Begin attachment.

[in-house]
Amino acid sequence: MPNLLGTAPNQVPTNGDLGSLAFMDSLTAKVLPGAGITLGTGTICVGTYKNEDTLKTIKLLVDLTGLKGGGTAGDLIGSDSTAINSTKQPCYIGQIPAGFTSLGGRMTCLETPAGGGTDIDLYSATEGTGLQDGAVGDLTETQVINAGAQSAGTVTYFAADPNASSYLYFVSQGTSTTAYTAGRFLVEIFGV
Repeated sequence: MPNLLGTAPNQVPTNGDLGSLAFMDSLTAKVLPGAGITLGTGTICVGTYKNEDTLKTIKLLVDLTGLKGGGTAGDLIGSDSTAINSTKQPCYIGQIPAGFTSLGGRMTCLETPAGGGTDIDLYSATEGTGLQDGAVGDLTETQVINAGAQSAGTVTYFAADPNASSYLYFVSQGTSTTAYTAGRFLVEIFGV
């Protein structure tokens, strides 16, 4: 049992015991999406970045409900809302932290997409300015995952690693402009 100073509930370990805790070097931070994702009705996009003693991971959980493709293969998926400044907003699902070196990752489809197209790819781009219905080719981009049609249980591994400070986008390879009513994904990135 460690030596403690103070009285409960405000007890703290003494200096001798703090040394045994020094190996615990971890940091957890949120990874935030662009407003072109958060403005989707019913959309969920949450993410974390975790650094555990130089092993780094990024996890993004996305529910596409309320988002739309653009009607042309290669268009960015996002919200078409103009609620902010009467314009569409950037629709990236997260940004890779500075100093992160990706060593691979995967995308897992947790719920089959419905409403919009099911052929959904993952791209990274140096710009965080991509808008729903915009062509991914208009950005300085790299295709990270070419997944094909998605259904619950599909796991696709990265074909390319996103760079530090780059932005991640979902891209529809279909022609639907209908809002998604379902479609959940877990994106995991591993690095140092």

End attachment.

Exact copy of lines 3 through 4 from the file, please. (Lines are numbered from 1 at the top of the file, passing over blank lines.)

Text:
Repeated sequence: MPNLLGTAPNQVPTNGDLGSLAFMDSLTAKVLPGAGITLGTGTICVGTYKNEDTLKTIKLLVDLTGLKGGGTAGDLIGSDSTAINSTKQPCYIGQIPAGFTSLGGRMTCLETPAGGGTDIDLYSATEGTGLQDGAVGDLTETQVINAGAQSAGTVTYFAADPNASSYLYFVSQGTSTTAYTAGRFLVEIFGV
């Protein structure tokens, strides 16, 4: 049992015991999406970045409900809302932290997409300015995952690693402009 100073509930370990805790070097931070994702009705996009003693991971959980493709293969998926400044907003699902070196990752489809197209790819781009219905080719981009049609249980591994400070986008390879009513994904990135 460690030596403690103070009285409960405000007890703290003494200096001798703090040394045994020094190996615990971890940091957890949120990874935030662009407003072109958060403005989707019913959309969920949450993410974390975790650094555990130089092993780094990024996890993004996305529910596409309320988002739309653009009607042309290669268009960015996002919200078409103009609620902010009467314009569409950037629709990236997260940004890779500075100093992160990706060593691979995967995308897992947790719920089959419905409403919009099911052929959904993952791209990274140096710009965080991509808008729903915009062509991914208009950005300085790299295709990270070419997944094909998605259904619950599909796991696709990265074909390319996103760079530090780059932005991640979902891209529809279909022609639907209908809002998604379902479609959940877990994106995991591993690095140092």